Rohrschneider, a visiting professor at Pembroke College at the University of Oxford, adds a sixth country: Denmark, which has a strengthening right-wing party that questions the value of EU membership. The fault lines in other states are also visible.
Hungary is led by euroskeptic Prime Minister Viktor Orban. In France, which will a national election next year, the surging popularity of the nationalist, anti-immigrant National Front party has turned Le Pen into a leading presidential candidate. In the Netherlands, Dutch Party for Freedom founder Geert Wilders is a "very strong and charismatic leader" who has mobilized anti-immigrant sentiment while steering away from traditional right-wing parties, Rohrschneider said in an interview.
An important factor that could affect whether other nations follow the U.K. out of the EU will be how the remaining member states deal with the new British government, Rohrschneider predicted. He's also not convinced the ugly market reaction to Brexit will tamp down nationalistic fervor in other countries, noting that mounting economic pain could make European voters even hungrier for change.
"If they continue to simply lambaste the British voter, that may just mobilize right-wing populists," he said. "For 15 years the only question for me was when would the EU would implode, not whether [it would]. Britain is the impetus and it simply galvanizes a number of issues."
London-based research firm Capital Economics puts the odds on the Netherlands as most likely to follow Britain with a referendum on abandoning the EU. That's based on polling that suggests Euroskeptics in the country would capture 57 percent of the vote in elections scheduled for March 2017. By contrast, only 25 percent of respondents in another poll were bullish on their own country's prospects of going it alone, Capital Economics noted.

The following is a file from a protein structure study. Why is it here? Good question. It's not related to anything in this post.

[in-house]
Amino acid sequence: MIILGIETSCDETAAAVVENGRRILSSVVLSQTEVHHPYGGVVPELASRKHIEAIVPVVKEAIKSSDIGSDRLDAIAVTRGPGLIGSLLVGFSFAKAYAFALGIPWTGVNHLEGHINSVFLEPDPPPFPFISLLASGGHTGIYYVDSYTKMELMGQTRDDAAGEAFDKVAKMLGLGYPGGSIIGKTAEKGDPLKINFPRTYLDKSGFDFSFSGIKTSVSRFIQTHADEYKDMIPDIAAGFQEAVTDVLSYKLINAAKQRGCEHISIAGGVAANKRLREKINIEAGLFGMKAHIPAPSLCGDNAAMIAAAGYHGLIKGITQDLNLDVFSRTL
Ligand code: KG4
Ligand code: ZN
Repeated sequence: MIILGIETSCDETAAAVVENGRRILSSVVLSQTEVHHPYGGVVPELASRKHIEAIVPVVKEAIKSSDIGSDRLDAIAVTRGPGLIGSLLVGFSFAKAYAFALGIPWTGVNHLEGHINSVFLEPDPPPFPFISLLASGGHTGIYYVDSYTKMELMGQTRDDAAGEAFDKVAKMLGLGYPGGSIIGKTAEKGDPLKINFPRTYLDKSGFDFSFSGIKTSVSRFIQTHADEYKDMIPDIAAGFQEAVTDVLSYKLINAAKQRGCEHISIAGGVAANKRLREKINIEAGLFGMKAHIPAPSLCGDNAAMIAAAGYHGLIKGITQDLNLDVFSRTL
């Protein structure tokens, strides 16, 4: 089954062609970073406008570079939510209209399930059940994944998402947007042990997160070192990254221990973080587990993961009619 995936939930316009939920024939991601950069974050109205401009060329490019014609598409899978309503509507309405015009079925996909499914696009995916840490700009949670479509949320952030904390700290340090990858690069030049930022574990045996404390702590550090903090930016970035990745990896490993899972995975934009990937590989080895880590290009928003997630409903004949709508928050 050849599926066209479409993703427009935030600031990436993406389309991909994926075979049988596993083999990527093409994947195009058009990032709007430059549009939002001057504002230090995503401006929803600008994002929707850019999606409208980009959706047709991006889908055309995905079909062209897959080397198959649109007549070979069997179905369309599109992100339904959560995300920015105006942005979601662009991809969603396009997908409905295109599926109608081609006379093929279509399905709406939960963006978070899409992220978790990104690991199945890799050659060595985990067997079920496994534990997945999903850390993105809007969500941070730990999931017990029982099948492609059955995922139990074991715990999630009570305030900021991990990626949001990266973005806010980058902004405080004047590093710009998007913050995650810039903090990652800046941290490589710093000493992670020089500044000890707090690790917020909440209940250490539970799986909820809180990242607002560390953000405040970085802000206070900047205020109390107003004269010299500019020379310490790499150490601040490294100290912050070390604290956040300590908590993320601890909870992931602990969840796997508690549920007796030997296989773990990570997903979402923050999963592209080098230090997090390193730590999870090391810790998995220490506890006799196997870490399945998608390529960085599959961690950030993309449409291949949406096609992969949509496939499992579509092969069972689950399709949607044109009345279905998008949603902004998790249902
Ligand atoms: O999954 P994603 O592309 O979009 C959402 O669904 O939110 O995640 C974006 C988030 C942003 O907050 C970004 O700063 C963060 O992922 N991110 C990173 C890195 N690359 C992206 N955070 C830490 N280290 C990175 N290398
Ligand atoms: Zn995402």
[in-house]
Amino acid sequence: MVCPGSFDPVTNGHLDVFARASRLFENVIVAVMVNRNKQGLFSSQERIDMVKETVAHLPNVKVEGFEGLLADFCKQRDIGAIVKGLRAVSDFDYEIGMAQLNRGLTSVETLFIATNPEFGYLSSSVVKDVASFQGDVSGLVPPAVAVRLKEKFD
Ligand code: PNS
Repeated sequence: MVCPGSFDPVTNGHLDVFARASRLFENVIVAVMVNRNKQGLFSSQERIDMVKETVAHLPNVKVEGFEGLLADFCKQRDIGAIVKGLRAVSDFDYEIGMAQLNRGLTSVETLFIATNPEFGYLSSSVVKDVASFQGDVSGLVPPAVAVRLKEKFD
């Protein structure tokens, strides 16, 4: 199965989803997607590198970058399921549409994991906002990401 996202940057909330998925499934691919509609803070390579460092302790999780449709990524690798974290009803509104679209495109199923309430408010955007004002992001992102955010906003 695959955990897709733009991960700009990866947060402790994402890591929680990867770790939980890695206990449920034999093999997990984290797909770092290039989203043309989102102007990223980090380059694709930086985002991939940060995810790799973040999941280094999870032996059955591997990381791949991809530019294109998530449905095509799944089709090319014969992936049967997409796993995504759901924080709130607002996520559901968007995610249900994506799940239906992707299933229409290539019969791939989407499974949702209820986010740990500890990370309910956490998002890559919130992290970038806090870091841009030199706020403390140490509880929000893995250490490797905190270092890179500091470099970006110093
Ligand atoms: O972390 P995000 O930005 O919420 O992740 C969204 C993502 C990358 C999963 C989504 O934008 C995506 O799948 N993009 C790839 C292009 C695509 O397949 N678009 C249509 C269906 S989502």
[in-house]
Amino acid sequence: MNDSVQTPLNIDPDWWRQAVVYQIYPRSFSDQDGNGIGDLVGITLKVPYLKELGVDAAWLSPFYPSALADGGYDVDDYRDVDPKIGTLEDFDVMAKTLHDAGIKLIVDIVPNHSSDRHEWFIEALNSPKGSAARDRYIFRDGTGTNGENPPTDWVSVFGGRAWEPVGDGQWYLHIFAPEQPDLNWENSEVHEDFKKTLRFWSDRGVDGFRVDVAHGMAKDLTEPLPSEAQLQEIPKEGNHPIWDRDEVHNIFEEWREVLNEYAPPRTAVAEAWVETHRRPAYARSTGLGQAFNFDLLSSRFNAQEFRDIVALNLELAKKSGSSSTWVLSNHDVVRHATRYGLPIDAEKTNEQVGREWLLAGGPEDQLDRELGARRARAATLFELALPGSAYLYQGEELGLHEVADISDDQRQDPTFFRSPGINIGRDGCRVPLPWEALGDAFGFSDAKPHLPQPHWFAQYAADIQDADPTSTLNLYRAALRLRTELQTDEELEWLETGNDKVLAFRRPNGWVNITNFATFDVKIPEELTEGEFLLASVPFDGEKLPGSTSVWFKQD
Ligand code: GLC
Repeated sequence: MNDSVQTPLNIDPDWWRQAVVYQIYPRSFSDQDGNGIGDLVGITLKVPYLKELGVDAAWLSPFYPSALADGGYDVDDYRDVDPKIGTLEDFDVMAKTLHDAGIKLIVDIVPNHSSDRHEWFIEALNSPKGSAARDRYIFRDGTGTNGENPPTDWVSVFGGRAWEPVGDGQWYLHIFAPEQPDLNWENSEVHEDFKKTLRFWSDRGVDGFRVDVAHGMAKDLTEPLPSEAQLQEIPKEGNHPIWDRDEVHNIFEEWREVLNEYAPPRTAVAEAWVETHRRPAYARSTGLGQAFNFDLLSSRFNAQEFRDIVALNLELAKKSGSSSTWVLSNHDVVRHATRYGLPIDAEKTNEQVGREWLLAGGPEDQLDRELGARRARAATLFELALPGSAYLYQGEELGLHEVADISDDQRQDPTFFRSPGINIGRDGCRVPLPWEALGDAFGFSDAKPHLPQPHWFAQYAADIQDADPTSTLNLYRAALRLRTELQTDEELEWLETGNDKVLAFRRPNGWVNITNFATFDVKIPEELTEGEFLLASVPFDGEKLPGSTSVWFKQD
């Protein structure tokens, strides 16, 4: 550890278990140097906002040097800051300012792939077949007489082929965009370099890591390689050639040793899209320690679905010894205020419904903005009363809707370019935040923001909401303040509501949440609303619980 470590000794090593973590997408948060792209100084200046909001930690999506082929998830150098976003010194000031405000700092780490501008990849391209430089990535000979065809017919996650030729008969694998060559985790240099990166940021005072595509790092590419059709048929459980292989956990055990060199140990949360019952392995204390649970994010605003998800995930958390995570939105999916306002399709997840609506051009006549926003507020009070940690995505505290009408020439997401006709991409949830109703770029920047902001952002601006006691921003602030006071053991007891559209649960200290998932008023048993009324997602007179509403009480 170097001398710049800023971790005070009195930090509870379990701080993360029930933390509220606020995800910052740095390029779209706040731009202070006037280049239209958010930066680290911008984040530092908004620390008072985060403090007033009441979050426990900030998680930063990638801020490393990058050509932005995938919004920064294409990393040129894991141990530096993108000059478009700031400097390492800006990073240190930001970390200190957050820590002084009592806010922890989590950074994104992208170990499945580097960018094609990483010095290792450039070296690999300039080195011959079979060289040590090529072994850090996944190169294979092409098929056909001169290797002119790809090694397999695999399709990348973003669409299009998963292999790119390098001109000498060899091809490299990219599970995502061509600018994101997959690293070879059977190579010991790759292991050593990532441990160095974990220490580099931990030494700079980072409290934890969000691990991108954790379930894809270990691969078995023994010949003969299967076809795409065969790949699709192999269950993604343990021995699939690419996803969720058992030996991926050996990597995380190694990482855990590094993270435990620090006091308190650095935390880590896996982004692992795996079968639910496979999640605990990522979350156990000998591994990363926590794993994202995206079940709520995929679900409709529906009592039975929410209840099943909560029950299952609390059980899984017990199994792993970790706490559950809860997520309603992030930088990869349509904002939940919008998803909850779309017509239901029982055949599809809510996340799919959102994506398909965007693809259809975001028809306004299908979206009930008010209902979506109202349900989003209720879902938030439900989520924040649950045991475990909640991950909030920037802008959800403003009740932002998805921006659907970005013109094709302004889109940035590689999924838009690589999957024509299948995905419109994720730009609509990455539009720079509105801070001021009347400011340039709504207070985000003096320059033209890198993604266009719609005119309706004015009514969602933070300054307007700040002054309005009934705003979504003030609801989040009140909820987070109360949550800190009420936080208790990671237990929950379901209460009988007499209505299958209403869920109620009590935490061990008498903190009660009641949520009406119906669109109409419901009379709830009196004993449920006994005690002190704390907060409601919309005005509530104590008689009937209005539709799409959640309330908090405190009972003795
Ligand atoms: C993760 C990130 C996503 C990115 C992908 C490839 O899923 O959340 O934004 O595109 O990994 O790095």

Other countries in Europe with significant public opposition to the EU include Italy, Sweden and Greece. Sweden, which along with Denmark is historically a strong British ally in negotiations with other members of the EU, could be vulnerable to an exit vote, having seen anti-EU forces gain a political foothold.
The situation in Greece is different. Greeks are unlikely to vote to exit the EU, which is acting as an economic life-line as the country struggles to recover from the 2008 global financial crisis. But an EU with fewer members could view Greece as a liability it can no longer afford.
The Brexit vote was an earthquake for establishment assumptions, said Anatole Kaletsky, author of "Capitalism 4.0" and co-founder of Gavekal Economics. One such assumption under assault across Europe -- as well as in the U.S., as demonstrated by the success of Donald Trump and Sen. Bernie Sanders in the 2016 presidential campaign -- is faith that free markets are inherently beneficial.
"That's at the heart of this populist upsurge," Kaletsky said in an interview. "There's a sense that the 'market is always right' is no longer a convincing answer because, as we learned in 2007-08, the market is sometimes catastrophically wrong."
In a research note, Kaletsky said the aftermath of Brexit could range from a tightening of ties among remaining EU countries to, on the opposite end of the spectrum, a total fracturing of the union. At minimum, the credibility of EU efforts to address the euro crisis "will be severely tested and questioned by the markets -- and even more importantly by the cities of all these countries," he said.
"The political impact of British withdrawal on other EU countries is potentially huge and also totally unpredictable," he wrote.